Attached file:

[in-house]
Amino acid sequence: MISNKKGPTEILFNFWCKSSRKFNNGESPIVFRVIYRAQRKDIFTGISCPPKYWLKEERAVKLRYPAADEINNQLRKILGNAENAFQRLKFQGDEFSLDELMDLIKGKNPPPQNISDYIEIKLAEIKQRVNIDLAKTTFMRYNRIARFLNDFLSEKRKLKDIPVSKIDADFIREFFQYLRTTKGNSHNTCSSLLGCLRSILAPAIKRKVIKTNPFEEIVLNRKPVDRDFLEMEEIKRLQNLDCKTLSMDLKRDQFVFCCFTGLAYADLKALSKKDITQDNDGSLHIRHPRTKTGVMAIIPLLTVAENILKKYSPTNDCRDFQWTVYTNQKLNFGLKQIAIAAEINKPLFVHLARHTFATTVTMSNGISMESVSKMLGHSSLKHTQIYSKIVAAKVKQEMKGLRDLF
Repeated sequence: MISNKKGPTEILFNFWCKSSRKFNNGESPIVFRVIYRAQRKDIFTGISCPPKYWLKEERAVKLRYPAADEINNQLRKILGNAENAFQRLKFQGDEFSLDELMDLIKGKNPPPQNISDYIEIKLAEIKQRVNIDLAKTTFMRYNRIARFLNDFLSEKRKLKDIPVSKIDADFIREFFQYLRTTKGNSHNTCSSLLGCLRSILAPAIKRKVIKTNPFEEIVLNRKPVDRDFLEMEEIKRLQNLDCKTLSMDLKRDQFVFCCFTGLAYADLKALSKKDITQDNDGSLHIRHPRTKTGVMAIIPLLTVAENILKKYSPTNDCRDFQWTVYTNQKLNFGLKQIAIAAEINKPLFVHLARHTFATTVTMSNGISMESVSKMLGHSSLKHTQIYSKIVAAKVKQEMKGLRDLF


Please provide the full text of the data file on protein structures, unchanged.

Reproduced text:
[in-house]
Amino acid sequence: MISNKKGPTEILFNFWCKSSRKFNNGESPIVFRVIYRAQRKDIFTGISCPPKYWLKEERAVKLRYPAADEINNQLRKILGNAENAFQRLKFQGDEFSLDELMDLIKGKNPPPQNISDYIEIKLAEIKQRVNIDLAKTTFMRYNRIARFLNDFLSEKRKLKDIPVSKIDADFIREFFQYLRTTKGNSHNTCSSLLGCLRSILAPAIKRKVIKTNPFEEIVLNRKPVDRDFLEMEEIKRLQNLDCKTLSMDLKRDQFVFCCFTGLAYADLKALSKKDITQDNDGSLHIRHPRTKTGVMAIIPLLTVAENILKKYSPTNDCRDFQWTVYTNQKLNFGLKQIAIAAEINKPLFVHLARHTFATTVTMSNGISMESVSKMLGHSSLKHTQIYSKIVAAKVKQEMKGLRDLF
Repeated sequence: MISNKKGPTEILFNFWCKSSRKFNNGESPIVFRVIYRAQRKDIFTGISCPPKYWLKEERAVKLRYPAADEINNQLRKILGNAENAFQRLKFQGDEFSLDELMDLIKGKNPPPQNISDYIEIKLAEIKQRVNIDLAKTTFMRYNRIARFLNDFLSEKRKLKDIPVSKIDADFIREFFQYLRTTKGNSHNTCSSLLGCLRSILAPAIKRKVIKTNPFEEIVLNRKPVDRDFLEMEEIKRLQNLDCKTLSMDLKRDQFVFCCFTGLAYADLKALSKKDITQDNDGSLHIRHPRTKTGVMAIIPLLTVAENILKKYSPTNDCRDFQWTVYTNQKLNFGLKQIAIAAEINKPLFVHLARHTFATTVTMSNGISMESVSKMLGHSSLKHTQIYSKIVAAKVKQEMKGLRDLF